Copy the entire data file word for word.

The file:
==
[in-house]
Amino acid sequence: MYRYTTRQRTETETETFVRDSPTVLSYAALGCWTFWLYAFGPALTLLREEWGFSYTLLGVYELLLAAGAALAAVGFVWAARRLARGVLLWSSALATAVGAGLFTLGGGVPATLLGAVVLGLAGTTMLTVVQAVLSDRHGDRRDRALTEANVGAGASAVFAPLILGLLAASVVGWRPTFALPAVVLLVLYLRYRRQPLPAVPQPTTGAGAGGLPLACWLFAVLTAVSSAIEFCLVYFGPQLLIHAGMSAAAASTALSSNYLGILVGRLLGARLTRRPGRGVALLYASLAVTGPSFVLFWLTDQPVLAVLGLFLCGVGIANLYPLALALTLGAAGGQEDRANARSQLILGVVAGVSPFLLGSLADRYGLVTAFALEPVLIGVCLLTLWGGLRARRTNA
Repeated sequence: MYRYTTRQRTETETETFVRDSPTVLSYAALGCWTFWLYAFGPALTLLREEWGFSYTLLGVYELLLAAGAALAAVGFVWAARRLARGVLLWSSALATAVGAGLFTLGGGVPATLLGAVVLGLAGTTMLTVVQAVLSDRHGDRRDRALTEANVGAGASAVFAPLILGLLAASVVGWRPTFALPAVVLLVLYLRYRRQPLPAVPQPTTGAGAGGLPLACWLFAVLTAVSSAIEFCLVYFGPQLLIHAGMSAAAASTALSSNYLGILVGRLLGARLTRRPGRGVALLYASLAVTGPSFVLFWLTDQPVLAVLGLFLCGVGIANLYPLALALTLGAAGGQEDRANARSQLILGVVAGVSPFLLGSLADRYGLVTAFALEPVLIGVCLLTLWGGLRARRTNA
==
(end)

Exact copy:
[in-house]
Amino acid sequence: MYRYTTRQRTETETETFVRDSPTVLSYAALGCWTFWLYAFGPALTLLREEWGFSYTLLGVYELLLAAGAALAAVGFVWAARRLARGVLLWSSALATAVGAGLFTLGGGVPATLLGAVVLGLAGTTMLTVVQAVLSDRHGDRRDRALTEANVGAGASAVFAPLILGLLAASVVGWRPTFALPAVVLLVLYLRYRRQPLPAVPQPTTGAGAGGLPLACWLFAVLTAVSSAIEFCLVYFGPQLLIHAGMSAAAASTALSSNYLGILVGRLLGARLTRRPGRGVALLYASLAVTGPSFVLFWLTDQPVLAVLGLFLCGVGIANLYPLALALTLGAAGGQEDRANARSQLILGVVAGVSPFLLGSLADRYGLVTAFALEPVLIGVCLLTLWGGLRARRTNA
Repeated sequence: MYRYTTRQRTETETETFVRDSPTVLSYAALGCWTFWLYAFGPALTLLREEWGFSYTLLGVYELLLAAGAALAAVGFVWAARRLARGVLLWSSALATAVGAGLFTLGGGVPATLLGAVVLGLAGTTMLTVVQAVLSDRHGDRRDRALTEANVGAGASAVFAPLILGLLAASVVGWRPTFALPAVVLLVLYLRYRRQPLPAVPQPTTGAGAGGLPLACWLFAVLTAVSSAIEFCLVYFGPQLLIHAGMSAAAASTALSSNYLGILVGRLLGARLTRRPGRGVALLYASLAVTGPSFVLFWLTDQPVLAVLGLFLCGVGIANLYPLALALTLGAAGGQEDRANARSQLILGVVAGVSPFLLGSLADRYGLVTAFALEPVLIGVCLLTLWGGLRARRTNA